Capitol Alert

California bill would add ‘nonbinary’ gender option on state identification

How transgender and nonbinary Californians could benefit from IDs with their gender identity

Jo Michael of Equality California, who identifies as transgender and nonbinary, said identification that reflects their gender identity will allow transgender people to more fully participate in society.
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Jo Michael of Equality California, who identifies as transgender and nonbinary, said identification that reflects their gender identity will allow transgender people to more fully participate in society.

Asserting that California must lead the way on rights for the lesbian, gay, bisexual and transgender community, lawmakers on Thursday announced a first-of-its-kind measure to streamline the process for changing gender on state identification and introduce an official “nonbinary” designation for those who do not identify as male or female.

Senate Bill 179, from Sen. Toni Atkins, D-San Diego, would allow Californians to update their gender on birth certificates, driver’s licenses and identity cards without undergoing clinical treatment or getting a court order. It would also make California the first state in the country to legally recognize nonbinary as a gender.

“We have transgender people around this country who are living in fear as more and more states strip them of the most basic rights,” said Sen. Scott Wiener, D-San Francisco, a co-author of the bill. “When they go backwards, we go forwards.”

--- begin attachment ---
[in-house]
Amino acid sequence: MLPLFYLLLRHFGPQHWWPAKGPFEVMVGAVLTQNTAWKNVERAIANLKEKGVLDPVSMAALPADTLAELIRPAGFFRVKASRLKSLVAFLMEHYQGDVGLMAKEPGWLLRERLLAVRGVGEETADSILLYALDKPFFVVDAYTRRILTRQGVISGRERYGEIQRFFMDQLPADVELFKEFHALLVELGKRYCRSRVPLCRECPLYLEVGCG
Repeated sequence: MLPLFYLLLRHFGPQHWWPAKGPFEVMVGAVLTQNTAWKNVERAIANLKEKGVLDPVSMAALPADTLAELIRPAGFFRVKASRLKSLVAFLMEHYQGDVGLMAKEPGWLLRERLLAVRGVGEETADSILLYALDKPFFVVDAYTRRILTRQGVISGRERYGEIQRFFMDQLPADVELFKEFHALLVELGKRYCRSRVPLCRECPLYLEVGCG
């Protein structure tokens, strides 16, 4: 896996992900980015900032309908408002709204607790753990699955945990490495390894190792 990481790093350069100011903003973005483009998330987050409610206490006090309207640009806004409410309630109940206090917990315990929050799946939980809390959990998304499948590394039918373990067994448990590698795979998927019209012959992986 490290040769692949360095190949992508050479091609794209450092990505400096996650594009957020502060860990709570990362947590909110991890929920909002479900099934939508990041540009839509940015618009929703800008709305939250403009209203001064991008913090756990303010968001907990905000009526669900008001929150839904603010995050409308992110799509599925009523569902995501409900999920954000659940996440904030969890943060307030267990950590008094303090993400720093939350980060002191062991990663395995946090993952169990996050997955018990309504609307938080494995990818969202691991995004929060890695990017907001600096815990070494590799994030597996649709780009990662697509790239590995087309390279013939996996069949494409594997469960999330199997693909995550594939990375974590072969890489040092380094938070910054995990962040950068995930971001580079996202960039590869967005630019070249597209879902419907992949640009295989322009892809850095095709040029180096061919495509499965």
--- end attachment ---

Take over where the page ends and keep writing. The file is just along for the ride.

Sasha Buchert of the Transgender Law Center said transgender people can face additional scrutiny, harassment and even assault when their identification does not reflect their preferred name and gender. She said many have difficulty getting jobs, are reluctant to travel and use cash instead of credit cards because they are afraid of being inadvertently outed.

“You can imagine the chilling effect that this has on people’s lives,” Buchert said.

SB 179 builds on a 2013 law, also carried by Atkins, that allowed transgender people to obtain a new birth certificate with proof of “clinically appropriate treatment.” It reflects the rapid progression of transgender visibility and acceptance in American culture – as well as the backlash that has sparked political battles like North Carolina’s HB2, prohibiting transgender people from using restrooms corresponding with their gender identity.

“It’s the evolution,” Atkins said.

Countries including Australia, New Zealand and Denmark already allow citizens to get passports with the nonbinary gender marker “X.” In recent months, a handful of Americans have also won court orders that allows them to change their legal gender to nonbinary.

The California Family Council, a conservative policy group that promotes the adoption of a “Christian worldview” in state law, criticized SB 179 for advancing a “falsehood” that “being male or female, or no gender at all is a choice each person must make, not a fact to celebrate and accept.”

“While we are sympathetic to the difficulties facing those experiencing gender dysphoria, we believe government documents need to reflect biological facts for identification and medical purposes,” CEO Jonathan Keller said in a statement.

Editor’s note: This post was updated at 4:53 p.m. with comments from the California Family Council.

Alexei Koseff: 916-321-5236, @akoseff

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